With its distinctive plywood-skinned oval section streamlined fuselage, the Albatros D.V entered service in May 1917, but from October 1917 was supplemented in large-scale production by the strengthened Albatros D.Va with different upper wing and aileron control system. One D.V, D2859, was flown by ‘The Red Baron’, Manfred von Richthofen.
At its operational peak in May 1918, over 1,000 often brightly-coloured Albatross D.V/D.Va fighter aircraft were serving on the Western Front as well as in Italy and Palestine. This was an attempt to overcome the Allies by quantity rather than capability, since the outclassed Albatross Jagdstaffel units suffered heavy losses in combat in the German’s Spring offensive of 1918 and as a result of structural failure of the lower wing, leading in 1918 to a prohibition of prolonged diving in the type. Despite this, the type remained in production until the November 1918 Armistice, with over 3,000 produced, of which only two survive, in the U.S.A and Australia.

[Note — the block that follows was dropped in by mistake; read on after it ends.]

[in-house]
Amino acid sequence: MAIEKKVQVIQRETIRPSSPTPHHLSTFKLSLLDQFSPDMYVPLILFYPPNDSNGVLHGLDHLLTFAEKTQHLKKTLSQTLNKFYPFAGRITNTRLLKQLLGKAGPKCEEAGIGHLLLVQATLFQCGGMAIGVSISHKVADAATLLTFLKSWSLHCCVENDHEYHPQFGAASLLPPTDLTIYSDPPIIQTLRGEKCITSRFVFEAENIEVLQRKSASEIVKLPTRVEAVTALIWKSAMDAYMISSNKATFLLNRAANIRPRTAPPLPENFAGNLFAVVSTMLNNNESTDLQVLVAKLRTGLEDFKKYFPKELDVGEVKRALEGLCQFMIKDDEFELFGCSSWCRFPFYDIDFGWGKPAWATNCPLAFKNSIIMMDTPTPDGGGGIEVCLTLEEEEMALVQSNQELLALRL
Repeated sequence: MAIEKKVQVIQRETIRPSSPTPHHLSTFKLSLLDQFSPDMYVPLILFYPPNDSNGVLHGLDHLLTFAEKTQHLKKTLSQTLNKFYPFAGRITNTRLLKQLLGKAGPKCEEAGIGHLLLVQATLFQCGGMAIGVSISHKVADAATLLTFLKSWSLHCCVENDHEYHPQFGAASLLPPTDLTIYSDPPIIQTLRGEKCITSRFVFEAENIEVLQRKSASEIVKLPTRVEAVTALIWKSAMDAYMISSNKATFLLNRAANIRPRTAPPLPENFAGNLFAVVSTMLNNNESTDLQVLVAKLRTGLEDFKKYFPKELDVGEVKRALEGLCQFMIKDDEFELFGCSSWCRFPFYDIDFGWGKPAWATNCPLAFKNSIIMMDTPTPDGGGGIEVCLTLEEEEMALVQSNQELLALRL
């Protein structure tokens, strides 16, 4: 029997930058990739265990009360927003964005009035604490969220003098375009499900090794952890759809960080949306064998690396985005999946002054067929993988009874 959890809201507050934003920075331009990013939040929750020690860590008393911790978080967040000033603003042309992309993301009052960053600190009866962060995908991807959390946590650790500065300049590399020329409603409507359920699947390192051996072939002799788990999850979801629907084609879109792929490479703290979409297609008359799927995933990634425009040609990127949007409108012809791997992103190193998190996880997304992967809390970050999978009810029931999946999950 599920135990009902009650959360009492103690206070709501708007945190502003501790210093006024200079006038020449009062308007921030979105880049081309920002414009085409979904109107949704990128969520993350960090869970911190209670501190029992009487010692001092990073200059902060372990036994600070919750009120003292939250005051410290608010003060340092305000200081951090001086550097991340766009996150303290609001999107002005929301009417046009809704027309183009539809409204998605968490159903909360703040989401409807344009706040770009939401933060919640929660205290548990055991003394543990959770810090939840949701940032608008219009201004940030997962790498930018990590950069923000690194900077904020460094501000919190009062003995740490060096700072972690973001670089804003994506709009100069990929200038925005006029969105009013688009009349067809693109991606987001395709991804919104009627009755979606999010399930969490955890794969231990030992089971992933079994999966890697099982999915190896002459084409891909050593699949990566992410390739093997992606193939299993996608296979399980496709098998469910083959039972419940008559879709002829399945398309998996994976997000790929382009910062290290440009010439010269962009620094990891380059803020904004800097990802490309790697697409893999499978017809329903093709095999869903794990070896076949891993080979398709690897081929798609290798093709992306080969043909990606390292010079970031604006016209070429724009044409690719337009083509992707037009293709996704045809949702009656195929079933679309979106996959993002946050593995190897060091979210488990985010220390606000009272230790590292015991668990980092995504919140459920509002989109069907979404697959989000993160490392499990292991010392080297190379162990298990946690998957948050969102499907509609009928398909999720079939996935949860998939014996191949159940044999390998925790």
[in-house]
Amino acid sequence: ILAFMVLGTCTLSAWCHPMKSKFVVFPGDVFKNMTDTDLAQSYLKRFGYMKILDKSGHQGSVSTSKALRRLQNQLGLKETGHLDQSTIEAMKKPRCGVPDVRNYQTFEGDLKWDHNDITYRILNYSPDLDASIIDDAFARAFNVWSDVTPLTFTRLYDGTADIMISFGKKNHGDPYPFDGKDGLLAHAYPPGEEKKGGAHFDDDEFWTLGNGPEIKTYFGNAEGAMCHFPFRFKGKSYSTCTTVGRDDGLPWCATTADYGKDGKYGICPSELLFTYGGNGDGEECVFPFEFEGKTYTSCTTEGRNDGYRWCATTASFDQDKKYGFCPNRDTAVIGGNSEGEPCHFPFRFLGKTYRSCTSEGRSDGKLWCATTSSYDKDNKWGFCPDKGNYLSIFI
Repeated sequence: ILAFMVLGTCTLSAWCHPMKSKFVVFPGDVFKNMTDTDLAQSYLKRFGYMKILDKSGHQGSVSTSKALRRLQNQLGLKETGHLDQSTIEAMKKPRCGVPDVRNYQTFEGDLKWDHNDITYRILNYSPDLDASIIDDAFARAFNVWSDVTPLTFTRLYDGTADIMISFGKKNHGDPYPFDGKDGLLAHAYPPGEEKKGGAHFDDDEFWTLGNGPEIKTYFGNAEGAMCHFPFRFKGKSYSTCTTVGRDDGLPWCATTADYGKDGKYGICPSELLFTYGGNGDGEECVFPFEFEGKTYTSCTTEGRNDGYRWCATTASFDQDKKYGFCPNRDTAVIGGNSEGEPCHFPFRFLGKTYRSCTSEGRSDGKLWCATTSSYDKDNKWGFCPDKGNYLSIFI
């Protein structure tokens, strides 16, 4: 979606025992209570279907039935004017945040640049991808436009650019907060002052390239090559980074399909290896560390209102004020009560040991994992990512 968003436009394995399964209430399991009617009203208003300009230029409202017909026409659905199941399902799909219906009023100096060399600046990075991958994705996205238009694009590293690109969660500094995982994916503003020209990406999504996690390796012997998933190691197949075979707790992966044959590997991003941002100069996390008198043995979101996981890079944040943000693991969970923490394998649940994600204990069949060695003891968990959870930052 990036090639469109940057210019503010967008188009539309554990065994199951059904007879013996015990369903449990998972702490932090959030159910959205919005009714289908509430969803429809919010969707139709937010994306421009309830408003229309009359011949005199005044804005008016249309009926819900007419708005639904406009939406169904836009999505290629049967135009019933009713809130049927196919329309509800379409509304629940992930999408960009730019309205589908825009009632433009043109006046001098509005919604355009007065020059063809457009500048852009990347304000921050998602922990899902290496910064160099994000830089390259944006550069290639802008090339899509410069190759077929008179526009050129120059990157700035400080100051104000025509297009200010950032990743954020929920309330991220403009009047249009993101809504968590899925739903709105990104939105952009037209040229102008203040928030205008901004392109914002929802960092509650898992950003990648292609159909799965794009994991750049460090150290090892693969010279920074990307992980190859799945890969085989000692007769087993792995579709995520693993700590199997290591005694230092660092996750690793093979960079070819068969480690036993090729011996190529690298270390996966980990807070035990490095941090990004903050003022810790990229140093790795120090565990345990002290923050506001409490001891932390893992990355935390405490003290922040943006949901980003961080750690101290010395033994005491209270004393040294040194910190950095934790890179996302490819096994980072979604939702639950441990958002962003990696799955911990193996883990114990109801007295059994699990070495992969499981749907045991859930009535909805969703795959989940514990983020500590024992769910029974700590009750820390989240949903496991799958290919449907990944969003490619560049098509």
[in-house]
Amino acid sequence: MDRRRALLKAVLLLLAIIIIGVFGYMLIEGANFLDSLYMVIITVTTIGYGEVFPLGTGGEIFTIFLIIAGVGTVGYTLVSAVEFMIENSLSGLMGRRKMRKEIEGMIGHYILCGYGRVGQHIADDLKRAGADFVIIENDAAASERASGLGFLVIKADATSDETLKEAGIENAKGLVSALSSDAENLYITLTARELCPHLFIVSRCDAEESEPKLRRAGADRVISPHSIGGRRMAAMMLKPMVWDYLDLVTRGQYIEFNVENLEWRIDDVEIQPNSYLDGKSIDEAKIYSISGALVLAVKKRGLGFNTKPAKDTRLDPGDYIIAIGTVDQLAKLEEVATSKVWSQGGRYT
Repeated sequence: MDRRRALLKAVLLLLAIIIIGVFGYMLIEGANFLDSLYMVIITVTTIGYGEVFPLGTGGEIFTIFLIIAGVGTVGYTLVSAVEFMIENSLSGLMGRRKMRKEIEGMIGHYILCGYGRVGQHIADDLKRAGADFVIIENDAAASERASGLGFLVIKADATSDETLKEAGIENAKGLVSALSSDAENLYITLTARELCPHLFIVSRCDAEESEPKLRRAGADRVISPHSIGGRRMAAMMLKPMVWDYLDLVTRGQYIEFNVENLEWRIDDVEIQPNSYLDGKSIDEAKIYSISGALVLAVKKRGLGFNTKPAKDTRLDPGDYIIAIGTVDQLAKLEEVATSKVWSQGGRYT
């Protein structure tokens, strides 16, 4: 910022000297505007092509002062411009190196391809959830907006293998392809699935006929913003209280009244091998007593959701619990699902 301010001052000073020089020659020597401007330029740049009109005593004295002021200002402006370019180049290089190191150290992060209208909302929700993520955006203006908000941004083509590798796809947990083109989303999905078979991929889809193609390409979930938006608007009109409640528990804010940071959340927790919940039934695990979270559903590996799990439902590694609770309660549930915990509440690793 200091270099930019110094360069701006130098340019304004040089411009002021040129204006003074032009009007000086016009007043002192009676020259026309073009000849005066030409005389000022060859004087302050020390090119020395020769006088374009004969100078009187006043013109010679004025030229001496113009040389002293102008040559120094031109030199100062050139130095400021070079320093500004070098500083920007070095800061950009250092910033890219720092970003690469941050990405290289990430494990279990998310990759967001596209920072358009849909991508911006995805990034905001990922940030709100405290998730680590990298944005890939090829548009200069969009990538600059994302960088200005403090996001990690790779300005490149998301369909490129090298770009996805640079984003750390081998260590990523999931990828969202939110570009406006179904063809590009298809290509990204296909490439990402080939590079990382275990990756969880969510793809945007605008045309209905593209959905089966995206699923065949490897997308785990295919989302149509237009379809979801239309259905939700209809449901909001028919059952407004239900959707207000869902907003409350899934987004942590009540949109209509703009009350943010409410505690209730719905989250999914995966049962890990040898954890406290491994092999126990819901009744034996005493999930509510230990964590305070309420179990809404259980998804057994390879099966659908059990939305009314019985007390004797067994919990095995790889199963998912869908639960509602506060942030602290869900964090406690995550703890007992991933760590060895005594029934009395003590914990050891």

Actually painted as a D.V aircraft from a batch of 400 ordered in May 1917, this flying replica was built by New Zealand Company The Vintage Aviator Ltd (TVAL) in 2011, and uses an original contemporary Mercedes D.III engine from RAF Museum stocks. It represents an aircraft flown on the Western Front by Jasta 61in 1918. Flown a number of times in New Zealand and the UK in 2012, it arrived at Hendon in October 2012.